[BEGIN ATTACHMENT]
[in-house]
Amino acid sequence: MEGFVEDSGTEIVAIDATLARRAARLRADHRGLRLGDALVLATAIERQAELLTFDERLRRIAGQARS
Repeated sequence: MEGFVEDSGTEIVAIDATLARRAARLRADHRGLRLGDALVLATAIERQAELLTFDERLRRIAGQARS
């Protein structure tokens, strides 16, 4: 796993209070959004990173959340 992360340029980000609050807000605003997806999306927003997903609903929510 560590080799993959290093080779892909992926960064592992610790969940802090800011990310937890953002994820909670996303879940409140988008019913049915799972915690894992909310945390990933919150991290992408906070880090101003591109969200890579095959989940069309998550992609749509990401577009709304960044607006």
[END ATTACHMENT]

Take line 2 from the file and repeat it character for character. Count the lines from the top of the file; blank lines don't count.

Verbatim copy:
Amino acid sequence: MEGFVEDSGTEIVAIDATLARRAARLRADHRGLRLGDALVLATAIERQAELLTFDERLRRIAGQARS